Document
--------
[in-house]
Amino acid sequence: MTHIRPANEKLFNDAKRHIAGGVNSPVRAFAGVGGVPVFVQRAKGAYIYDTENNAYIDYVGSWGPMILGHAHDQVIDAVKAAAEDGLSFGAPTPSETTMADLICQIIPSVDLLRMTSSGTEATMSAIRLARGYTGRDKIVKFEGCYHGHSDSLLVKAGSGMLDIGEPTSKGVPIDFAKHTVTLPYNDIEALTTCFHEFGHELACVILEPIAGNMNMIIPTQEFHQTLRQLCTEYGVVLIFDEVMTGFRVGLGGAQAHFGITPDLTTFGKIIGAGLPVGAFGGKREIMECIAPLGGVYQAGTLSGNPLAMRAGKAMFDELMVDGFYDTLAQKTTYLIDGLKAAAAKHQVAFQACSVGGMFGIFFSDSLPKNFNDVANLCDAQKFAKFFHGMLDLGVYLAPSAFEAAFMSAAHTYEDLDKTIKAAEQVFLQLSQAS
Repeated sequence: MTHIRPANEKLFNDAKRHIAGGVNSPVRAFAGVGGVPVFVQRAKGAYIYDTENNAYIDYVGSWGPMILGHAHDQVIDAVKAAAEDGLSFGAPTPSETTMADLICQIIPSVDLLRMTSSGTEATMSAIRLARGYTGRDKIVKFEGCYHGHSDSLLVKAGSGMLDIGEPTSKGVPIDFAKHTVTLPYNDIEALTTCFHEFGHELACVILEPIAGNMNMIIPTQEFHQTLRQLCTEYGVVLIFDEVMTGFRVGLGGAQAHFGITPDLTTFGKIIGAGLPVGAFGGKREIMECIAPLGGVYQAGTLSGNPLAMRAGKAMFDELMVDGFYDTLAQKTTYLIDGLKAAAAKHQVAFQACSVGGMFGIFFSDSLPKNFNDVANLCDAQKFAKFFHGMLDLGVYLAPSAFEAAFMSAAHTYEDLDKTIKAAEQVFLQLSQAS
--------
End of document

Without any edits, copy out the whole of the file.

[in-house]
Amino acid sequence: MTHIRPANEKLFNDAKRHIAGGVNSPVRAFAGVGGVPVFVQRAKGAYIYDTENNAYIDYVGSWGPMILGHAHDQVIDAVKAAAEDGLSFGAPTPSETTMADLICQIIPSVDLLRMTSSGTEATMSAIRLARGYTGRDKIVKFEGCYHGHSDSLLVKAGSGMLDIGEPTSKGVPIDFAKHTVTLPYNDIEALTTCFHEFGHELACVILEPIAGNMNMIIPTQEFHQTLRQLCTEYGVVLIFDEVMTGFRVGLGGAQAHFGITPDLTTFGKIIGAGLPVGAFGGKREIMECIAPLGGVYQAGTLSGNPLAMRAGKAMFDELMVDGFYDTLAQKTTYLIDGLKAAAAKHQVAFQACSVGGMFGIFFSDSLPKNFNDVANLCDAQKFAKFFHGMLDLGVYLAPSAFEAAFMSAAHTYEDLDKTIKAAEQVFLQLSQAS
Repeated sequence: MTHIRPANEKLFNDAKRHIAGGVNSPVRAFAGVGGVPVFVQRAKGAYIYDTENNAYIDYVGSWGPMILGHAHDQVIDAVKAAAEDGLSFGAPTPSETTMADLICQIIPSVDLLRMTSSGTEATMSAIRLARGYTGRDKIVKFEGCYHGHSDSLLVKAGSGMLDIGEPTSKGVPIDFAKHTVTLPYNDIEALTTCFHEFGHELACVILEPIAGNMNMIIPTQEFHQTLRQLCTEYGVVLIFDEVMTGFRVGLGGAQAHFGITPDLTTFGKIIGAGLPVGAFGGKREIMECIAPLGGVYQAGTLSGNPLAMRAGKAMFDELMVDGFYDTLAQKTTYLIDGLKAAAAKHQVAFQACSVGGMFGIFFSDSLPKNFNDVANLCDAQKFAKFFHGMLDLGVYLAPSAFEAAFMSAAHTYEDLDKTIKAAEQVFLQLSQAS